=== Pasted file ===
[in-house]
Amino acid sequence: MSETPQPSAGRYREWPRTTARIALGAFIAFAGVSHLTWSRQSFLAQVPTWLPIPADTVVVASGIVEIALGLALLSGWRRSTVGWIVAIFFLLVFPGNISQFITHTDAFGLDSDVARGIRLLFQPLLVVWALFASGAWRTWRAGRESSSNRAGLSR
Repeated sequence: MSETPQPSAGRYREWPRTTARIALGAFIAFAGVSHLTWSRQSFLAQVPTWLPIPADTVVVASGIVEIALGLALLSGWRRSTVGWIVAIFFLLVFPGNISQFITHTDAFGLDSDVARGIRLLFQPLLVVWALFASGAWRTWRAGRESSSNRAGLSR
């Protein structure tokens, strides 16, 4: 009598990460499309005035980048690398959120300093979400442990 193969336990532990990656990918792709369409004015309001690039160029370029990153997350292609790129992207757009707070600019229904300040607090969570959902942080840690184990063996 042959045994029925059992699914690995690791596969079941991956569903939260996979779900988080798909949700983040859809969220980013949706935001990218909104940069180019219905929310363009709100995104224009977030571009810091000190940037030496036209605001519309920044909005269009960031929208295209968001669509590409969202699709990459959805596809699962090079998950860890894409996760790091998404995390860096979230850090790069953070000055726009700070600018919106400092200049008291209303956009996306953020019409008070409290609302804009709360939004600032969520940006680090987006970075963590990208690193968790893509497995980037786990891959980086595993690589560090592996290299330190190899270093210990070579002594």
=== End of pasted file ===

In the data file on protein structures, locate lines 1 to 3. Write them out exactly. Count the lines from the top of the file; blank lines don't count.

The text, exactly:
[in-house]
Amino acid sequence: MSETPQPSAGRYREWPRTTARIALGAFIAFAGVSHLTWSRQSFLAQVPTWLPIPADTVVVASGIVEIALGLALLSGWRRSTVGWIVAIFFLLVFPGNISQFITHTDAFGLDSDVARGIRLLFQPLLVVWALFASGAWRTWRAGRESSSNRAGLSR
Repeated sequence: MSETPQPSAGRYREWPRTTARIALGAFIAFAGVSHLTWSRQSFLAQVPTWLPIPADTVVVASGIVEIALGLALLSGWRRSTVGWIVAIFFLLVFPGNISQFITHTDAFGLDSDVARGIRLLFQPLLVVWALFASGAWRTWRAGRESSSNRAGLSR